Trains.com

Subscriber & Member Login

Login, or register today to interact in our online community, comment on articles, receive our newsletter, manage your account online and more!

Subroadbed Width Question

7453 views
5 replies
1 rating 2 rating 3 rating 4 rating 5 rating
  • Member since
    April 2003
  • 305,205 posts
Subroadbed Width Question
Posted by Anonymous on Tuesday, September 23, 2003 9:43 AM
I am planning a much larger railroad and I am going to use open frame L-girder benchwork this time. How wide should the (plywood) subroadbed be on an HO scale railroad to permit attachment of scenery materials? Naturally I will be using two inch track centers so a single track portion would most likely be four inches wide. Also, since I am planning to use a backdrop, how far away from the drywall should I plan for the centerline of the nearest track to the wall? Thanks for your help. - Ed a.k.a. cablebridge
  • Member since
    April 2003
  • 305,205 posts
Subroadbed Width Question
Posted by Anonymous on Tuesday, September 23, 2003 9:43 AM
I am planning a much larger railroad and I am going to use open frame L-girder benchwork this time. How wide should the (plywood) subroadbed be on an HO scale railroad to permit attachment of scenery materials? Naturally I will be using two inch track centers so a single track portion would most likely be four inches wide. Also, since I am planning to use a backdrop, how far away from the drywall should I plan for the centerline of the nearest track to the wall? Thanks for your help. - Ed a.k.a. cablebridge
  • Member since
    April 2003
  • 305,205 posts
Posted by Anonymous on Tuesday, September 23, 2003 11:01 AM
My subroad (plywood) is 3/4" wider than the ties on both sides of the track. This is just enough room for the HO cork roadbed, leaving about 3/16 of exposed ply to attach scenery materials. I achieved this spacing by running a piece of 1x3 and a pencil along the enge of the track that had been temporarily tacked in position.

I don't have a backdrop, since my layout is a 4x8 table, but I would leave at least a few inches so that the shadows of the trains, etc do not fall on the backdrop.

Andrew
  • Member since
    April 2003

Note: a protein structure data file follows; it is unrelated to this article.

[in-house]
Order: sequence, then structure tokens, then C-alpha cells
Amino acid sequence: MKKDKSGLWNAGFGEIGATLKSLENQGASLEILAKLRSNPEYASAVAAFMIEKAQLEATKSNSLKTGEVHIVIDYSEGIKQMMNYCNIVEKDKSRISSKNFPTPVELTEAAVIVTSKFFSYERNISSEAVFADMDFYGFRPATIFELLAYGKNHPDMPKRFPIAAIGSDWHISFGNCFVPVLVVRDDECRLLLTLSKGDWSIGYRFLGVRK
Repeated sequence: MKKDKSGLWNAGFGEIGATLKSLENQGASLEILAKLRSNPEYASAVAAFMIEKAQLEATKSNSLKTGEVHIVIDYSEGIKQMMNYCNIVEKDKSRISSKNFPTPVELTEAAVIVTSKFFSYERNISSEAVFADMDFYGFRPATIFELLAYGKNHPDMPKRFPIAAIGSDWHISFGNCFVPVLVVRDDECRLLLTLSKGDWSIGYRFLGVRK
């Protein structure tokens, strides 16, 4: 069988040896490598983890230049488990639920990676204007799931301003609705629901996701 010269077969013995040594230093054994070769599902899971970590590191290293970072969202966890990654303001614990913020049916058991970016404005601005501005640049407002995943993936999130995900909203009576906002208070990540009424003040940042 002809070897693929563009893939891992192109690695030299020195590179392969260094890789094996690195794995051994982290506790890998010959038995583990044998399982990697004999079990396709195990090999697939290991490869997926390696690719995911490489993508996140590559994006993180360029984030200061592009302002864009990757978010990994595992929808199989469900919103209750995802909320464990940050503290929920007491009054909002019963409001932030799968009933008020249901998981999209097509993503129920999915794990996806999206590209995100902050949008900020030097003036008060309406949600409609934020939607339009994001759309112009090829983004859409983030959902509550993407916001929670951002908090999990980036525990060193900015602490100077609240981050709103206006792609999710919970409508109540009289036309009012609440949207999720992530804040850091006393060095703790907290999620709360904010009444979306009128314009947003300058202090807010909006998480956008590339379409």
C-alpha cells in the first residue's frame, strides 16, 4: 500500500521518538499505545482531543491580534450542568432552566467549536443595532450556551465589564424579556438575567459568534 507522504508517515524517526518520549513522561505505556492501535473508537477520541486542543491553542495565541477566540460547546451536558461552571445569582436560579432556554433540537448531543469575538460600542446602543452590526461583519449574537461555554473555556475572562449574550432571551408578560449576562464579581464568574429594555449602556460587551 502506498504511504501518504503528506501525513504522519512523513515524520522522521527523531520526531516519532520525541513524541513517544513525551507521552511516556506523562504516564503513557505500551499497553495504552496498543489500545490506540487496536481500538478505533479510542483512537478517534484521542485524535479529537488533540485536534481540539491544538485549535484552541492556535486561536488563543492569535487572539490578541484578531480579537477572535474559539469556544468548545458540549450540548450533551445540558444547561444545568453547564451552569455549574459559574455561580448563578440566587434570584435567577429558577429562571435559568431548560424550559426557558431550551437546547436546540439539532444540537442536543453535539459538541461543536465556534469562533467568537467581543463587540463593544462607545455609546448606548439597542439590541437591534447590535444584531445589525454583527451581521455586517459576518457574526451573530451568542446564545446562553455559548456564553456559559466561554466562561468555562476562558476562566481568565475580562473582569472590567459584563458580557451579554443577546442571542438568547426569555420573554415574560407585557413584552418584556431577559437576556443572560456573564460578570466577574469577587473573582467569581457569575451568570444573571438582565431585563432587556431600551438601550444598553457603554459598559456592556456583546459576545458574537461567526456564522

• 305,205 posts
Posted by Anonymous on Tuesday, September 23, 2003 11:01 AM
My subroad (plywood) is 3/4" wider than the ties on both sides of the track. This is just enough room for the HO cork roadbed, leaving about 3/16 of exposed ply to attach scenery materials. I achieved this spacing by running a piece of 1x3 and a pencil along the enge of the track that had been temporarily tacked in position.

I don't have a backdrop, since my layout is a 4x8 table, but I would leave at least a few inches so that the shadows of the trains, etc do not fall on the backdrop.

Andrew
  • Member since
    January 2001
  • From: Guelph, Ont.
  • 1,476 posts
Posted by BR60103 on Tuesday, September 23, 2003 8:35 PM
Unless your scenery has a sudden drop off, leave enough roadbed there for stapling or tacking the scenery base. You might need to put in enough for ditches and fences, or those might be bart of the scenery add-on.
You track probably should be at least 2" from the wall, even more if you run articulateds and other large locos. You don't want the cowcatcher digging into the backdrop.

--David

  • Member since
    January 2001
  • From: Guelph, Ont.
  • 1,476 posts
Posted by BR60103 on Tuesday, September 23, 2003 8:35 PM
Unless your scenery has a sudden drop off, leave enough roadbed there for stapling or tacking the scenery base. You might need to put in enough for ditches and fences, or those might be bart of the scenery add-on.
You track probably should be at least 2" from the wall, even more if you run articulateds and other large locos. You don't want the cowcatcher digging into the backdrop.

--David

  • Member since
    September 2002
  • From: Nova Scotia, Northumberland Shore
  • 2,479 posts
Posted by der5997 on Sunday, September 28, 2003 5:16 PM
Are you going to use rock castings in the scenery near the tracks? If so, add some width to accomodate the extra depth of the castings. Sounds to me that about 4 inches is the answer. This allows for the ditches that make a real scenic difference, but mostly go unmodeled.

"There are always alternatives, Captain" - Spock.

  • Member since
    September 2002
  • From: Nova Scotia, Northumberland Shore
  • 2,479 posts
Posted by der5997 on Sunday, September 28, 2003 5:16 PM
Are you going to use rock castings in the scenery near the tracks? If so, add some width to accomodate the extra depth of the castings. Sounds to me that about 4 inches is the answer. This allows for the ditches that make a real scenic difference, but mostly go unmodeled.

"There are always alternatives, Captain" - Spock.

  • Member since
    November 2002
  • From: US
  • 2,455 posts
Posted by wp8thsub on Sunday, September 28, 2003 11:14 PM